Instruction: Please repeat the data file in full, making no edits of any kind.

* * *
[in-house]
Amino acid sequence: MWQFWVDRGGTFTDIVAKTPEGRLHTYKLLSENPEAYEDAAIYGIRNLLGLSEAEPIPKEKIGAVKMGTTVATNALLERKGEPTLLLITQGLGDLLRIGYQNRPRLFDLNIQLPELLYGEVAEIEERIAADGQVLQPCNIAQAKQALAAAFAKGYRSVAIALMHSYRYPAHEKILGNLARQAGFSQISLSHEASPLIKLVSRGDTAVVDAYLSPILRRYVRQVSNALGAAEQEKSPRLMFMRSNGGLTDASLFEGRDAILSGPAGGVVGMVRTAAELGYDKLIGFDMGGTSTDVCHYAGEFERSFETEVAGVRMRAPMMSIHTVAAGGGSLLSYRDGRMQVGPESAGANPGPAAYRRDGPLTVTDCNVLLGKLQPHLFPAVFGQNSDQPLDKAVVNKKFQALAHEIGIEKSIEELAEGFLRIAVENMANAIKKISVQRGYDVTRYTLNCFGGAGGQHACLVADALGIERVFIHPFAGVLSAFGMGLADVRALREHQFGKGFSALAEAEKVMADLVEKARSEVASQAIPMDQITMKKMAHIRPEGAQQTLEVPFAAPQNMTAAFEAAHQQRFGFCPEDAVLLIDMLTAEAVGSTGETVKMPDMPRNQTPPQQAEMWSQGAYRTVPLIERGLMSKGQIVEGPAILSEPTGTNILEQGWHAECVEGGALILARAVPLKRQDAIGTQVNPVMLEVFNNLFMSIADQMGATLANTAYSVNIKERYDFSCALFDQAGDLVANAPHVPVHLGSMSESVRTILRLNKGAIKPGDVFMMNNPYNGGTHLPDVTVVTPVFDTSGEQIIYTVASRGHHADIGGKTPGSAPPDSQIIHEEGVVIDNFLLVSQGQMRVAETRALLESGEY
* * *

[in-house]
Amino acid sequence: MWQFWVDRGGTFTDIVAKTPEGRLHTYKLLSENPEAYEDAAIYGIRNLLGLSEAEPIPKEKIGAVKMGTTVATNALLERKGEPTLLLITQGLGDLLRIGYQNRPRLFDLNIQLPELLYGEVAEIEERIAADGQVLQPCNIAQAKQALAAAFAKGYRSVAIALMHSYRYPAHEKILGNLARQAGFSQISLSHEASPLIKLVSRGDTAVVDAYLSPILRRYVRQVSNALGAAEQEKSPRLMFMRSNGGLTDASLFEGRDAILSGPAGGVVGMVRTAAELGYDKLIGFDMGGTSTDVCHYAGEFERSFETEVAGVRMRAPMMSIHTVAAGGGSLLSYRDGRMQVGPESAGANPGPAAYRRDGPLTVTDCNVLLGKLQPHLFPAVFGQNSDQPLDKAVVNKKFQALAHEIGIEKSIEELAEGFLRIAVENMANAIKKISVQRGYDVTRYTLNCFGGAGGQHACLVADALGIERVFIHPFAGVLSAFGMGLADVRALREHQFGKGFSALAEAEKVMADLVEKARSEVASQAIPMDQITMKKMAHIRPEGAQQTLEVPFAAPQNMTAAFEAAHQQRFGFCPEDAVLLIDMLTAEAVGSTGETVKMPDMPRNQTPPQQAEMWSQGAYRTVPLIERGLMSKGQIVEGPAILSEPTGTNILEQGWHAECVEGGALILARAVPLKRQDAIGTQVNPVMLEVFNNLFMSIADQMGATLANTAYSVNIKERYDFSCALFDQAGDLVANAPHVPVHLGSMSESVRTILRLNKGAIKPGDVFMMNNPYNGGTHLPDVTVVTPVFDTSGEQIIYTVASRGHHADIGGKTPGSAPPDSQIIHEEGVVIDNFLLVSQGQMRVAETRALLESGEY